Small Beginnings (Thrawn #1 Comic Review)

Thrawn #1

 

Written By: Jody Houser

Pencils By: Luke Ross

Colors By: Nolan Woodard

What You Need to Know:

First and foremost Thrawn is a limited 6 issue mini-series which is an adaptation of Timothy Zahn’s Thrawn novel from last year(which was phenomenal and easily one of my favorite books ever written just period) but in my opinion is still the best of all the new canon novels in the Disney Star Wars timeline. So with that being said right off the bat, I am a little biased because Thrawn being my favorite book of last year he is also one of my favorite characters not just in the Star Wars canon but just in all of fiction. He’s such an interesting, complex, multi-layered, badass character. It’s like if you were to mix Alexander the Great with Hannibal and Genghis Khan and make the baby an alien. He’s just such an incredibly fascinating character who if you’re into military tactics, strategic coordination, and organized planning. Thrawn is right where you need to be as the series is going to roll through various battles that define the character’s career and each play out like well thought out and well-played games of chess.

 

What You’ll Find Out:

Now like I said previously this series is going to showcase the landmarks and events of this character to show you how he rose from nothing and became Commanding Admiral Officer of the Empire. You will see the character grow into this role and progress naturally over the course of this series. Every character needs to start somewhere and this series marks the origin of the character and where he gets his start but will also show his rise up through the Empire’s Imperial hierarchy up until the point you see him at in Rebels. You will get to see his struggles and obstacles that he is forced to overcome and rise above. Truth be told you kind of want him to persevere a Zahn’s original material doesn’t paint the line between good and evil so easily and leaves it more so ambiguous and morally grey. Never really giving a straight definitive answer and preferring to leave it open to interpretation. Of course, I’m talking more about the book in its entirety then I am just the individual issue presented here.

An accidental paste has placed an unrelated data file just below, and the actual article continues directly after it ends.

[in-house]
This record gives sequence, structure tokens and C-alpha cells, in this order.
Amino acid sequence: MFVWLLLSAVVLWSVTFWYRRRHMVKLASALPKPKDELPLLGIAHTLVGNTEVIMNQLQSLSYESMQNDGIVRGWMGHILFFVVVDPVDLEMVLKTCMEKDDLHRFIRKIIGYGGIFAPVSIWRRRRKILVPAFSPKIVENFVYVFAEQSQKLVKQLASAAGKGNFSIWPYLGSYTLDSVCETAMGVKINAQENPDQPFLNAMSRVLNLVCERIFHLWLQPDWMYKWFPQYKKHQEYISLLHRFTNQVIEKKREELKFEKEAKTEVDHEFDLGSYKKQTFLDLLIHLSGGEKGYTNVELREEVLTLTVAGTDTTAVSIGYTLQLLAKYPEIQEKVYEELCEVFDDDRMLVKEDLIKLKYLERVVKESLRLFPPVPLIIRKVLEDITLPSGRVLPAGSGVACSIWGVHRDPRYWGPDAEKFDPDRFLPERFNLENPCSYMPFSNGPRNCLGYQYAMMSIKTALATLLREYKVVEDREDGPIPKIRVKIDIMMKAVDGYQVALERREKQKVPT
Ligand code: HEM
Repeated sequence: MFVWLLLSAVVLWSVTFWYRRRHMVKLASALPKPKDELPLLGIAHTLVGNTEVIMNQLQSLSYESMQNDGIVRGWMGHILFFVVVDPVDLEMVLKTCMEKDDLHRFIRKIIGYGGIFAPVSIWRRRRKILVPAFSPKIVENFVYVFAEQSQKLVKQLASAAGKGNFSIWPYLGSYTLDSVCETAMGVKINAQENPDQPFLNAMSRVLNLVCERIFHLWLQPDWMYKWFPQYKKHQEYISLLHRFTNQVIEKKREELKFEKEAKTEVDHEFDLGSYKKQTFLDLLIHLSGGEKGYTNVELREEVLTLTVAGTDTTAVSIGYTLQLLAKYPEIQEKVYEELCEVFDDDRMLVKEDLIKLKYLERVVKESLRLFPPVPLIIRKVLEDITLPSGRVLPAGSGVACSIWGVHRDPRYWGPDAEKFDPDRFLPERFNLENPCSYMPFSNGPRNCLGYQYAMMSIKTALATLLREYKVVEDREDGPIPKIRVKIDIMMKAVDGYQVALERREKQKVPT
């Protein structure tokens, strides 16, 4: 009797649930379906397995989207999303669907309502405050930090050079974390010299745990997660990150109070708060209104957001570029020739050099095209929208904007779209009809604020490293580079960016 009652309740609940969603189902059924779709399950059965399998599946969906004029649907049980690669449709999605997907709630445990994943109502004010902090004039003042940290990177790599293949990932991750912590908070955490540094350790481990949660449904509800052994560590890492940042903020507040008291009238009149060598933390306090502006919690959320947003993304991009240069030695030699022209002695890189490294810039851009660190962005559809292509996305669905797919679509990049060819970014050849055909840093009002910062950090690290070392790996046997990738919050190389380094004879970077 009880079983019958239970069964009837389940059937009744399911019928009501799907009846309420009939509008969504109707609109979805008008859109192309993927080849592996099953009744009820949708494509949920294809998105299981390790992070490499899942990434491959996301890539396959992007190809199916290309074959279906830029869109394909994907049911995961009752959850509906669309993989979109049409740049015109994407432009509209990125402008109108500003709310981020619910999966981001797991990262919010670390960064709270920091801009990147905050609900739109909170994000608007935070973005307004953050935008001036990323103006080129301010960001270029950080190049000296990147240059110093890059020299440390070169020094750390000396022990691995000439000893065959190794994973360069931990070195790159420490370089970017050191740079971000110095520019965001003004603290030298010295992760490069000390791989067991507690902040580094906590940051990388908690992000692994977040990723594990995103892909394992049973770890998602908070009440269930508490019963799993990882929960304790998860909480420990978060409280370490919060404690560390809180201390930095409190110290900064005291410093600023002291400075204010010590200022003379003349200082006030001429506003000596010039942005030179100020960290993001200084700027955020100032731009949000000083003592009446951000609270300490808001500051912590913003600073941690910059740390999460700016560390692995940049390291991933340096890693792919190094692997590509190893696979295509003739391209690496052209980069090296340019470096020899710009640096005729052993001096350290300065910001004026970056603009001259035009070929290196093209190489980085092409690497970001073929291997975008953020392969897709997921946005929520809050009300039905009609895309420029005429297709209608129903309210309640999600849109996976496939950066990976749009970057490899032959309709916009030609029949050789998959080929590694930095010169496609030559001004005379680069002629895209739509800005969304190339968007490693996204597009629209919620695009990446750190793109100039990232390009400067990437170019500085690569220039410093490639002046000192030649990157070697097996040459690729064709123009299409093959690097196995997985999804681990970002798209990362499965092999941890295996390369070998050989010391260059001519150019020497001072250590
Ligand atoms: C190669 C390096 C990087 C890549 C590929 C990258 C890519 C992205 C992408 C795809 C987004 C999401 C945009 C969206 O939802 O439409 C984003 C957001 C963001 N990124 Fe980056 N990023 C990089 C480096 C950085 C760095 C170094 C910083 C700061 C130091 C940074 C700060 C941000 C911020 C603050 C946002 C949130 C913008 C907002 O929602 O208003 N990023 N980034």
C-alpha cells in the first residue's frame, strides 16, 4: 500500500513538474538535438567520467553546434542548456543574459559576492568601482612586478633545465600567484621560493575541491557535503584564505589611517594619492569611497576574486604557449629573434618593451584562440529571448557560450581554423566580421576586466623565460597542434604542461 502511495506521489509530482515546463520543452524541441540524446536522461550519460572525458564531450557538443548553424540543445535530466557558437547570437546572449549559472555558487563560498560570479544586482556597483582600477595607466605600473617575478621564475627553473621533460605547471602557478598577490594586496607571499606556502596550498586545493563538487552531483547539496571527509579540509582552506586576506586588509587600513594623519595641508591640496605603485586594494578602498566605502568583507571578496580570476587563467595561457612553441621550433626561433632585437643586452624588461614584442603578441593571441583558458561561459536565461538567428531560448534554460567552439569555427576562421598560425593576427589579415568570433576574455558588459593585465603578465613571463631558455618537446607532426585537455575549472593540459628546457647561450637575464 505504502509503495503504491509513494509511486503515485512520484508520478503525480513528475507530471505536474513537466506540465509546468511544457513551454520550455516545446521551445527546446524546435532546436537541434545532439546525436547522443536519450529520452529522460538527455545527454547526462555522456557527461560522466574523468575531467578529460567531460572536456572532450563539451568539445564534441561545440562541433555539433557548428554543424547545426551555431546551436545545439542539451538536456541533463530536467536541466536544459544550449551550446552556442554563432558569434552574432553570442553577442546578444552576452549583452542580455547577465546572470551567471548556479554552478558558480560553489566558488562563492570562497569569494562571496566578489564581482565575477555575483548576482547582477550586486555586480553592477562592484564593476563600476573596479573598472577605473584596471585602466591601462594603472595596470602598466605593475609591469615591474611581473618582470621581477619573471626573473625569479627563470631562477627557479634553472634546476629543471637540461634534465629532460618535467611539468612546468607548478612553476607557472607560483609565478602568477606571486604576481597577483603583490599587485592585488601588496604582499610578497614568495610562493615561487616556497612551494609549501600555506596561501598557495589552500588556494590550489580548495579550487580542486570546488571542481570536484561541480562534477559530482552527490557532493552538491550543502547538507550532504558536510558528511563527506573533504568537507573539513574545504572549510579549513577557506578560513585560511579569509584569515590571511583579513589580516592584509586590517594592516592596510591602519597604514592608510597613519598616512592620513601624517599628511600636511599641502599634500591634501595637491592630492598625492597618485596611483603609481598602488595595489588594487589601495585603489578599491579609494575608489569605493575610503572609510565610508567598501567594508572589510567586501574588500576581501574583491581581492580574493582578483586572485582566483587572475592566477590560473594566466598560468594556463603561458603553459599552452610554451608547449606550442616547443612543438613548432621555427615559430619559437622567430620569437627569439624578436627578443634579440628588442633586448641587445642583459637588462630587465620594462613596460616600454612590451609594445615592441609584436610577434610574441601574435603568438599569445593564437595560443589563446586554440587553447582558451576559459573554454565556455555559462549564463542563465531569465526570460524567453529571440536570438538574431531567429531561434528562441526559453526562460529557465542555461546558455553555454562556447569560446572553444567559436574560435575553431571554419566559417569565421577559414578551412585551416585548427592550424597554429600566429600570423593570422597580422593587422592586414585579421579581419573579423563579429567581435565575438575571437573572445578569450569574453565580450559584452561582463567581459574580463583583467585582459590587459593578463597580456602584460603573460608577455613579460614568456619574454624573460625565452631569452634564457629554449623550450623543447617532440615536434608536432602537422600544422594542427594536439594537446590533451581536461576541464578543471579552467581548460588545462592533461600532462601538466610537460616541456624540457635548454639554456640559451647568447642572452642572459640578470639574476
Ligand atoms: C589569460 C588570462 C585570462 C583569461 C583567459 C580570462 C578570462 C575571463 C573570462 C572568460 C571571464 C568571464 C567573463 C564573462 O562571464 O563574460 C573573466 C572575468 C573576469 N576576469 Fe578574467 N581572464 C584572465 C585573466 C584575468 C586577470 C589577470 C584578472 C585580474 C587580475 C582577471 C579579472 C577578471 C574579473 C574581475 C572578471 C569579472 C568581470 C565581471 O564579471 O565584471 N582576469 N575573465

What Just Happened?

            The most I can say is the opening is basically Predator and this issue does a great job of introducing audiences to Thrawn. Without giving way to much of the plot this issue just goes to show you how the character got his start. He’s not quite at Admiral yet but he will get there it’s the journey to getting there that makes this series worth reading.

 

Final Thoughts:

            I’ve never had to review a comic book based on a story already told in another medium. A translation basically and as far as translations go this one has to be one of the best I’ve read. Jody Houser, of course, isn’t in too unfamiliar territory here as she did also adapt the Rogue One movie into a comic sometime last year. The visuals go along way I’m amazed at how well Luke Ross was able to capture and embody all the imagery given in the novel to really get the world of this story right. He, of course, has worked on other Star Wars comics in the past so now shocker that his artwork delivers here as well the guy can draw. I guess the most impressive feat of this series is how incredibly faithful it manages to be to its source material the Thrawn novel was a masterpiece for lack of better words and there was no need to change it. I’m glad they stayed as close to it as they did and haven’t really changed anything major or too prominent as of yet. Pulling from that novel is this series’s strength. So if you are up for an incredible origin story about determination, perseverance, and overcoming all odds no matter how impossible. Then Thrawn might be the endearing character for you.

 

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Shoot The Breeze Staff Writer

Shoot The Breeze Staff Writer

Shoot The Breeze Staff Writer

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Summary
Thrawn beautifully recreates and translates into a different medium without losing any of the strengths of the book. It’s doubtful this series will be as good as the novel just because in favor of 6 issues the series will have to compromise some of the smaller details inside the book but I’m glad to see comic readers will at least be getting a faithful rendition of this story. Only real concerns I can see is because you’ve divided the book into 6 segments some may take issue in the pacing or find some issues weaker or more boring than others but those are hardly any real criticisms or faults of the story because it was intended to be a book so I hardly feel it’s fair to rate it as I would any other title.
10
Perfect

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